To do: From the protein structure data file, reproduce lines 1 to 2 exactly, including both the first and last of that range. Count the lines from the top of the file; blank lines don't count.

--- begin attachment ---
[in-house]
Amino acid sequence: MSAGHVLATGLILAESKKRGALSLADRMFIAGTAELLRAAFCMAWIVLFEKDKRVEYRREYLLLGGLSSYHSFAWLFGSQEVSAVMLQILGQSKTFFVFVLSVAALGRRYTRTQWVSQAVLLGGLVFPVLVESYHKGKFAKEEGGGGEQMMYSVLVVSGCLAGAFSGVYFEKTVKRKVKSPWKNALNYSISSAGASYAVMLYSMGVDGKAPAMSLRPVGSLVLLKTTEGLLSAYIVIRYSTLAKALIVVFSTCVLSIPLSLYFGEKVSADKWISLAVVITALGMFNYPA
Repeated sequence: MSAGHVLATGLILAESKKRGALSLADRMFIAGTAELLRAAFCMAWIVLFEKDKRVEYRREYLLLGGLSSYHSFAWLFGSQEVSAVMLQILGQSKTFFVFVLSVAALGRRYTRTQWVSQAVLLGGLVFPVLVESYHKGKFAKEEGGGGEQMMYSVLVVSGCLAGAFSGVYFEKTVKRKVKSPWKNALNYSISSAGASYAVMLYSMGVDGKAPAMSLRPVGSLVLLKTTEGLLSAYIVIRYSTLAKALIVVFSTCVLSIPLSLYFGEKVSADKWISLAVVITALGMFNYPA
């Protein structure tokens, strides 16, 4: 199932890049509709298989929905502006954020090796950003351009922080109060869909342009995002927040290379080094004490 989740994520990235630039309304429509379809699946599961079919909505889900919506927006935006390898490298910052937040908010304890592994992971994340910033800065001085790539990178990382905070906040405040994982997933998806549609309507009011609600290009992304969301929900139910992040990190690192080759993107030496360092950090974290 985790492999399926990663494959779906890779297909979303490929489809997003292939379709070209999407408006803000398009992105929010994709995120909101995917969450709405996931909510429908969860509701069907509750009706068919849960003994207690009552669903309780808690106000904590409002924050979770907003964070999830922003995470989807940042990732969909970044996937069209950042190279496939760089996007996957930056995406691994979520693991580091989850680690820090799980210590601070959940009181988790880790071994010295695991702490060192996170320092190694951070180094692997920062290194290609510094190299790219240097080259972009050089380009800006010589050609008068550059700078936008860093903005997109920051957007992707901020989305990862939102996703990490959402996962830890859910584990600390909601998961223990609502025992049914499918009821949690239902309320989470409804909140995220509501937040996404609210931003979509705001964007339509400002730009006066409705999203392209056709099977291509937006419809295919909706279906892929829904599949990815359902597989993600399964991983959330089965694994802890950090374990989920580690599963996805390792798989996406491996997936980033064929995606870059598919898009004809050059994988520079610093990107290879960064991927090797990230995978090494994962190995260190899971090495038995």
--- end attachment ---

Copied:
[in-house]
Amino acid sequence: MSAGHVLATGLILAESKKRGALSLADRMFIAGTAELLRAAFCMAWIVLFEKDKRVEYRREYLLLGGLSSYHSFAWLFGSQEVSAVMLQILGQSKTFFVFVLSVAALGRRYTRTQWVSQAVLLGGLVFPVLVESYHKGKFAKEEGGGGEQMMYSVLVVSGCLAGAFSGVYFEKTVKRKVKSPWKNALNYSISSAGASYAVMLYSMGVDGKAPAMSLRPVGSLVLLKTTEGLLSAYIVIRYSTLAKALIVVFSTCVLSIPLSLYFGEKVSADKWISLAVVITALGMFNYPA